• Octagon’s free app that brings flashcards to life on the topics of the human body, outer space, animals, dinosaurs, and more. YouthBeat®’s favorite is the Humanoid 4D+ deck—it’s medical school in a packet!

It was clear to YouthBeat® that the creators of these products genuinely like children—and parents—and want to use technology to improve their lives.  The Apple and VTECH events possibly couldn’t have occurred at a better time, to remind inventors that “real” life is still valuable, even fragile at times.  As an industry, we can’t produce technology just because it’s possible. Its positive impact on youths’ lives needs to outweigh any risks to which it may expose them.  We challenge our partners to take up that mantle and create safe and enriching devices and content for children.

*Source: YouthBeat®, Jr., September 2017

Tags: kids tweens teens, trends, YouthBeat, youth marketing, 2018 trends, kids tweens teens market research, technology

Looking Ahead into 2018

Posted by Mary McIlrath on Wed, Jan 10, 2018 @ 03:23 PM

This week American students headed back to school after their holiday break.  2017 was a dynamic year in current events, many of which will impact the lives of these kids, tweens, and teens for decades. We, at YouthBeat®, have identified four issues and trends in 2017 that we see as relevant enough to keep an eye on in 2018:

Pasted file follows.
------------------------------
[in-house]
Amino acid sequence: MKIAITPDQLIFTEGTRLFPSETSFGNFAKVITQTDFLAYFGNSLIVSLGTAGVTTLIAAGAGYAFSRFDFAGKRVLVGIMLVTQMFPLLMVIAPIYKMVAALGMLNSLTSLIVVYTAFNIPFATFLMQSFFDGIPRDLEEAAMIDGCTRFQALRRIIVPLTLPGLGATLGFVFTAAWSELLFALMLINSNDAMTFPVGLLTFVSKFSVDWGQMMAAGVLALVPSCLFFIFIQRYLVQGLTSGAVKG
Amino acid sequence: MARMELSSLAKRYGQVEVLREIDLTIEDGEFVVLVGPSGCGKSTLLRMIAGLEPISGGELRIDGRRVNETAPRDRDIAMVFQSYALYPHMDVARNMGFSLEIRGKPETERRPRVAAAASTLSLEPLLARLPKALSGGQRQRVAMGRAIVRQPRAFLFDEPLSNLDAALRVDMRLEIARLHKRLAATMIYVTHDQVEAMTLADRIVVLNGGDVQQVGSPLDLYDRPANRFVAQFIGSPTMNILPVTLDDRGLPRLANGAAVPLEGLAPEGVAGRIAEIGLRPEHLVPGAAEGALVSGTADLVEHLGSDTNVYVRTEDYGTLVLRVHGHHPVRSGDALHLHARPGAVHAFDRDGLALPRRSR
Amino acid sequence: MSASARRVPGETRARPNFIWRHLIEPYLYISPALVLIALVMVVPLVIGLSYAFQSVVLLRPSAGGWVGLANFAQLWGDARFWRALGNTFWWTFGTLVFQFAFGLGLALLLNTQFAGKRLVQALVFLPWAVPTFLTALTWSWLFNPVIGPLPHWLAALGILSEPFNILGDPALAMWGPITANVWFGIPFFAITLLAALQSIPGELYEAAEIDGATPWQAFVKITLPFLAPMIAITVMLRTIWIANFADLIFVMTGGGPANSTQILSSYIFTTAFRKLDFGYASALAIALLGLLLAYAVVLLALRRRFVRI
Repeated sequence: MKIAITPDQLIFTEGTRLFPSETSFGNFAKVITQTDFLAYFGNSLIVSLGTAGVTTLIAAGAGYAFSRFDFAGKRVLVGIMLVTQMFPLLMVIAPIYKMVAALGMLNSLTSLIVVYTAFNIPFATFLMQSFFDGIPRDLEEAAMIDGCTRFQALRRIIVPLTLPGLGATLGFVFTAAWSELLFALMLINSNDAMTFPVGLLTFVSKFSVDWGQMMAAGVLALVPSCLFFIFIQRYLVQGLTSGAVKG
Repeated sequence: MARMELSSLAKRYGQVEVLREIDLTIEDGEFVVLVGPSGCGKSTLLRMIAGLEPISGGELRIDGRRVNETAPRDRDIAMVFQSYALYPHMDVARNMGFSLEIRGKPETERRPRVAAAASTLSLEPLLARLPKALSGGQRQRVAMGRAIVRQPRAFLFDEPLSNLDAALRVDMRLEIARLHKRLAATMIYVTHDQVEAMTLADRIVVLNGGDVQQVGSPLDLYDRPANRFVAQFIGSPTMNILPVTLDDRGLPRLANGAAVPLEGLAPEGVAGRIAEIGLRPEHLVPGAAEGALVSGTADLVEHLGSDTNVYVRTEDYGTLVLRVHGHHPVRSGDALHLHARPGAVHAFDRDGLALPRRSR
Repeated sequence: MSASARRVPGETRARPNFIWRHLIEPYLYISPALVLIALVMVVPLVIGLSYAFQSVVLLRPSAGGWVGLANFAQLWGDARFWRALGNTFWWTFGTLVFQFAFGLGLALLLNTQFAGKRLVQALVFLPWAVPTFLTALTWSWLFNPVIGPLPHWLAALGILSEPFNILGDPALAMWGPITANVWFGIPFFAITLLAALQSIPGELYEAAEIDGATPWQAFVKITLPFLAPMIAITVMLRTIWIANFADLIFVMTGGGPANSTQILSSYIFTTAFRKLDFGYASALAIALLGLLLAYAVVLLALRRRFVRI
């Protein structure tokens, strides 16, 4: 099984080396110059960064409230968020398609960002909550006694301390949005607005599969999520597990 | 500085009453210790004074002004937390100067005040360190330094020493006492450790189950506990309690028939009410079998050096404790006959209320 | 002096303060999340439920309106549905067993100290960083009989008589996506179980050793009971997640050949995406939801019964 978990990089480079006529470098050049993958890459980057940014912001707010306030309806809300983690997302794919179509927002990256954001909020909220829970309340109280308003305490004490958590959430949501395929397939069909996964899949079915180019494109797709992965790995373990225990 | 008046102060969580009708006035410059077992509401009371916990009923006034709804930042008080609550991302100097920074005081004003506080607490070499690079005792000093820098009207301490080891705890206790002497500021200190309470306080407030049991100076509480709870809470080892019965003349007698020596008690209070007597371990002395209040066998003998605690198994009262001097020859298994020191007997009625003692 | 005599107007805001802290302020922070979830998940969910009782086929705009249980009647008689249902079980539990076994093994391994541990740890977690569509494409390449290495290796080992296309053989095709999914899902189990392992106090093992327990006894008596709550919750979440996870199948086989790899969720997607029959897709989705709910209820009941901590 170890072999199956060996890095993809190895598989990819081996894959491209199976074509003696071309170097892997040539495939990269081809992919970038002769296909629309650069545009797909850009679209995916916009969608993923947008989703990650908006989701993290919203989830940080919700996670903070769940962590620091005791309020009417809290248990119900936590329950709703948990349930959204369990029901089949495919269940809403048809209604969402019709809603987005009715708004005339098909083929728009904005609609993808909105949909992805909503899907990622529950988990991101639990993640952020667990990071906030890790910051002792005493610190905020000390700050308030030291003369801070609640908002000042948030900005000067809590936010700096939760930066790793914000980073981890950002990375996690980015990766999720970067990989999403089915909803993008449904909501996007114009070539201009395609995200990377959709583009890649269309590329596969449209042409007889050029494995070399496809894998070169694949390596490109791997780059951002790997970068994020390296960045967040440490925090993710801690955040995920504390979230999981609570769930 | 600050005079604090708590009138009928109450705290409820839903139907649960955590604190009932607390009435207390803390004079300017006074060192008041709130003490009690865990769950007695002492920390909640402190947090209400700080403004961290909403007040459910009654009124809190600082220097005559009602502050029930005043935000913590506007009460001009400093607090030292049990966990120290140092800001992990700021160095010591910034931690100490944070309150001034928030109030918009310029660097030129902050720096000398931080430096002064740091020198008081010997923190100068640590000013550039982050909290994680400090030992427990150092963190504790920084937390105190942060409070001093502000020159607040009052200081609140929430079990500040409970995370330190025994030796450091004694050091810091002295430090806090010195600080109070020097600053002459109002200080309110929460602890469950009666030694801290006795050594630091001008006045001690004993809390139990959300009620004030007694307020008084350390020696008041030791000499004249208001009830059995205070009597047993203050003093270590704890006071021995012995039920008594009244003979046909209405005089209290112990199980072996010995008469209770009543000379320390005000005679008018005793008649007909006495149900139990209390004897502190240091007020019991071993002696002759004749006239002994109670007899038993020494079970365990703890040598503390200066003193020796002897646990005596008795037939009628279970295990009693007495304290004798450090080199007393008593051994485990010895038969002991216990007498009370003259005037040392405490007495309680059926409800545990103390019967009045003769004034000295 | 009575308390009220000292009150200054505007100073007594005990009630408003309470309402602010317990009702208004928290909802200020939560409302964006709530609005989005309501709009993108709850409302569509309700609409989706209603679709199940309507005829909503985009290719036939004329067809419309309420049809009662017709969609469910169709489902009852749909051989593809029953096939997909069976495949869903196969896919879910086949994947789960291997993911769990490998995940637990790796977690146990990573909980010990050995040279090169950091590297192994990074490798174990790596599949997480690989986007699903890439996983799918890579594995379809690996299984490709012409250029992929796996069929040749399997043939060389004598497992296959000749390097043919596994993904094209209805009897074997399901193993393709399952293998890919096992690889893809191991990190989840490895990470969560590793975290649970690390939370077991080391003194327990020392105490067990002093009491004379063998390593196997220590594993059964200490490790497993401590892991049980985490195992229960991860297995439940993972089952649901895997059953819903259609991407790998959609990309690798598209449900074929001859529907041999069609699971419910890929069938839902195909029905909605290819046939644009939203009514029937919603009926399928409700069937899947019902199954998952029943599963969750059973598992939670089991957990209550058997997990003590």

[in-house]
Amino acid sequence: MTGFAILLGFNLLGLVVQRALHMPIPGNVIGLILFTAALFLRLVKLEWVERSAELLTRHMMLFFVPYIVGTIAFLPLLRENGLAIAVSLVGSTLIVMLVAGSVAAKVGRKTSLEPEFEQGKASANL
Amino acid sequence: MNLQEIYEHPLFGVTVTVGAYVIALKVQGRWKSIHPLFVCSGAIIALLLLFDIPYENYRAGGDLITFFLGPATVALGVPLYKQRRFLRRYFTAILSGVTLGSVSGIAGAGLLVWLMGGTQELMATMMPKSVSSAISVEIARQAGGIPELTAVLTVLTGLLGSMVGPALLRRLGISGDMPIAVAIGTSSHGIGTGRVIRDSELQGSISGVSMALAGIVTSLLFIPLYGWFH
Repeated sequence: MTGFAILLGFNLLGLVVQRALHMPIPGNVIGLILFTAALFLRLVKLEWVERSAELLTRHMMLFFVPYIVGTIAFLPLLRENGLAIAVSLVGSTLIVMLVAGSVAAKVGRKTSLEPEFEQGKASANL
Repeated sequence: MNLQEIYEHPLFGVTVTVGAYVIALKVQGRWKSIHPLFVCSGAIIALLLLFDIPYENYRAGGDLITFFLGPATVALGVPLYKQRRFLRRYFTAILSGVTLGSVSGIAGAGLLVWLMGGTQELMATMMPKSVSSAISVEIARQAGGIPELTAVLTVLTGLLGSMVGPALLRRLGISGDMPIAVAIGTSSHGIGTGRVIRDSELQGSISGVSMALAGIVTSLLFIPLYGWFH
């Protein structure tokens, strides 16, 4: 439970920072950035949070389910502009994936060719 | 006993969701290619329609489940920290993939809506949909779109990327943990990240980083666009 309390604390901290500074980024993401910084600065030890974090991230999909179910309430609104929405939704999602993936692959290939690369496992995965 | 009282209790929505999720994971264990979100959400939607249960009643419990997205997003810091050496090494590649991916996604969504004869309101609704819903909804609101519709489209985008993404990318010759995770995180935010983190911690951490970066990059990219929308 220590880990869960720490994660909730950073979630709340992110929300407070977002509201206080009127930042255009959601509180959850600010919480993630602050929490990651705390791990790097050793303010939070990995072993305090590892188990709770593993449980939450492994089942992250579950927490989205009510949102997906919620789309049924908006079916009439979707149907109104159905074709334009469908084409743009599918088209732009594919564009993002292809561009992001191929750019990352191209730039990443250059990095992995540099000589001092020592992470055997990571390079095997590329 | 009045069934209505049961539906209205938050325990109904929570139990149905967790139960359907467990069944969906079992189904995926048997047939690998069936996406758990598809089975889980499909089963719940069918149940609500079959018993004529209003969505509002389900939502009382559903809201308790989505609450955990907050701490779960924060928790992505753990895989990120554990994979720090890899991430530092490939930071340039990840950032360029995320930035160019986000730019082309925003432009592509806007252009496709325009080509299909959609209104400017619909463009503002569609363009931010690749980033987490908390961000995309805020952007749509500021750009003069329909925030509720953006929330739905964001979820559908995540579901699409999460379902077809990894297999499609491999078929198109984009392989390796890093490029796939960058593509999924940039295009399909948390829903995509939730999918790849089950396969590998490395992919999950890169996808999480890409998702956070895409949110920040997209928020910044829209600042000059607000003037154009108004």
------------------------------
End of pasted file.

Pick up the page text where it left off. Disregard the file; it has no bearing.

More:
Women’s Rights Are Children’s Rights. 

From taking kids of both genders to women’s marches, to publicly taking a stand against sexual harassment with the #metoo campaign, to women—particularly African-American women—impacting an Alabama election,—2017 saw women claiming their rights and setting examples for boys and girls of all ages and races on how people should treat each other.

Come on Over.

Bans on people entering the US are sort of counter to what the US represents.  But children can’t control politics.  What they care about is the connection between family members—95% of kids say that mom is the most important person in the world to them, 85% say it’s dad, and 76% say it’s a sibling.* Children need their families.  Threats on DACA stand to impact over a million Dreamers.

Peace in the Eye of the Storm.

For children in Texas, Louisiana, or anyone with a relative in Puerto Rico, last year’s hurricanes were devastating.  In Houston, the community rallied to provide free school lunch for the entire 2017-2018 year.  But for children with a relative in Puerto Rico, the tragedy will likely impact them for a lifetime.

Re-Earthing.

While climate change is threatening the lives of people and animals, some organisms are gaining vitality for youths’ future.  Scientists have found a way to foster growth again in the Great Barrier Reef.  Snow leopards have been removed from the endangered species list.  Honeybees are making a comeback, and new pesticides are being developed that will keep them around.

At YouthBeat®, our POV is that youth—and their parents—can feel reassured that Earth will be habitable for their progeny.  Parents—and citizens—are making strides to make the US a better, more equitable, safer environment for the next generation.

*YouthBeat® Jan-June 2017